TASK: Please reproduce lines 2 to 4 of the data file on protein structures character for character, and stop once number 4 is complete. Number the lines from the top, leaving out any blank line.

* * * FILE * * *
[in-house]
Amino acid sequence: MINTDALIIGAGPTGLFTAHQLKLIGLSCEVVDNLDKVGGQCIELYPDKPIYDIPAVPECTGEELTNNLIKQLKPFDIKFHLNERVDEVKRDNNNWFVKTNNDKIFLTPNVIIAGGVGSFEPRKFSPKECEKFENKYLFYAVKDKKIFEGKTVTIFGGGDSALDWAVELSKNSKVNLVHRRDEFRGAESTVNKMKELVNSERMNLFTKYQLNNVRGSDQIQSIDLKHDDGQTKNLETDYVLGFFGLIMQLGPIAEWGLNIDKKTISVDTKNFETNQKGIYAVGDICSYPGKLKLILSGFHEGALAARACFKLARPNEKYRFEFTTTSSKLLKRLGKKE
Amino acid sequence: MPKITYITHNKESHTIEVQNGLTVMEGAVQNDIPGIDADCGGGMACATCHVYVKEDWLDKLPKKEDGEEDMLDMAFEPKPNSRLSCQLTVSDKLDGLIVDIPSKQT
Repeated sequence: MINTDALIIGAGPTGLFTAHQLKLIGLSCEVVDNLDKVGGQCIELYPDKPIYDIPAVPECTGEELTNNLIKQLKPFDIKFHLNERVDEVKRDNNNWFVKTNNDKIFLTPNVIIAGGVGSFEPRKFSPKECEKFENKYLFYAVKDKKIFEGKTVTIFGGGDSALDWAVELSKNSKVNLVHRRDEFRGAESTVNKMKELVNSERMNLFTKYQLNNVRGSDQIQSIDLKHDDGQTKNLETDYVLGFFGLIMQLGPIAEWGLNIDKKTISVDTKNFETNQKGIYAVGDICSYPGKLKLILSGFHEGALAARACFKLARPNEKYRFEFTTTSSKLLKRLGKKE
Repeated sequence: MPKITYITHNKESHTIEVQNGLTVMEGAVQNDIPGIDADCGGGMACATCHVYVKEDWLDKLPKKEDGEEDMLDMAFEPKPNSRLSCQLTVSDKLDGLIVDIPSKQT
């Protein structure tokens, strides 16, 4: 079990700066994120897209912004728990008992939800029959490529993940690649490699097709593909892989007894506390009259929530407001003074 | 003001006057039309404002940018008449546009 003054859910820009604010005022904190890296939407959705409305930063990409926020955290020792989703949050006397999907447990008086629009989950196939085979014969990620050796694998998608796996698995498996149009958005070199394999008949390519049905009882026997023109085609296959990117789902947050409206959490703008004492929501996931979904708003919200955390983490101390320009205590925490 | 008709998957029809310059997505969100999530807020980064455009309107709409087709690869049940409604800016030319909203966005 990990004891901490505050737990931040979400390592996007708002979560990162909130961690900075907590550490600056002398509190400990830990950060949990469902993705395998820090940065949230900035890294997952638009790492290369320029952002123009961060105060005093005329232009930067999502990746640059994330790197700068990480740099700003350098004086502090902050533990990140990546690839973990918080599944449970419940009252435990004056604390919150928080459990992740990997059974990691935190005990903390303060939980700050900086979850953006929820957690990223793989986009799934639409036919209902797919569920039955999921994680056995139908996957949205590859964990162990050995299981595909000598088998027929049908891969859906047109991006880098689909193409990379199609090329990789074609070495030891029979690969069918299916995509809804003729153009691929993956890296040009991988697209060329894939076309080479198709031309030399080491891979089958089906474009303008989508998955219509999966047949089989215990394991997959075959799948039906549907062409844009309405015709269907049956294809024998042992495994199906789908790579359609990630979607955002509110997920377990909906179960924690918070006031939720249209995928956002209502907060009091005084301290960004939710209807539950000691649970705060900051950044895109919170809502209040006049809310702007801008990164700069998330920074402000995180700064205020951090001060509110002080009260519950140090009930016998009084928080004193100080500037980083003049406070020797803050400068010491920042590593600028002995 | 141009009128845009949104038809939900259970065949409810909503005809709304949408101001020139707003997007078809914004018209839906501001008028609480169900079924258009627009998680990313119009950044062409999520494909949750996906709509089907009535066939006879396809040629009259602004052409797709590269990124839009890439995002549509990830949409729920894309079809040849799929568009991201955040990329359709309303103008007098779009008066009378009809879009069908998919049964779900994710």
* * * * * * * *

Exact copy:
Amino acid sequence: MINTDALIIGAGPTGLFTAHQLKLIGLSCEVVDNLDKVGGQCIELYPDKPIYDIPAVPECTGEELTNNLIKQLKPFDIKFHLNERVDEVKRDNNNWFVKTNNDKIFLTPNVIIAGGVGSFEPRKFSPKECEKFENKYLFYAVKDKKIFEGKTVTIFGGGDSALDWAVELSKNSKVNLVHRRDEFRGAESTVNKMKELVNSERMNLFTKYQLNNVRGSDQIQSIDLKHDDGQTKNLETDYVLGFFGLIMQLGPIAEWGLNIDKKTISVDTKNFETNQKGIYAVGDICSYPGKLKLILSGFHEGALAARACFKLARPNEKYRFEFTTTSSKLLKRLGKKE
Amino acid sequence: MPKITYITHNKESHTIEVQNGLTVMEGAVQNDIPGIDADCGGGMACATCHVYVKEDWLDKLPKKEDGEEDMLDMAFEPKPNSRLSCQLTVSDKLDGLIVDIPSKQT
Repeated sequence: MINTDALIIGAGPTGLFTAHQLKLIGLSCEVVDNLDKVGGQCIELYPDKPIYDIPAVPECTGEELTNNLIKQLKPFDIKFHLNERVDEVKRDNNNWFVKTNNDKIFLTPNVIIAGGVGSFEPRKFSPKECEKFENKYLFYAVKDKKIFEGKTVTIFGGGDSALDWAVELSKNSKVNLVHRRDEFRGAESTVNKMKELVNSERMNLFTKYQLNNVRGSDQIQSIDLKHDDGQTKNLETDYVLGFFGLIMQLGPIAEWGLNIDKKTISVDTKNFETNQKGIYAVGDICSYPGKLKLILSGFHEGALAARACFKLARPNEKYRFEFTTTSSKLLKRLGKKE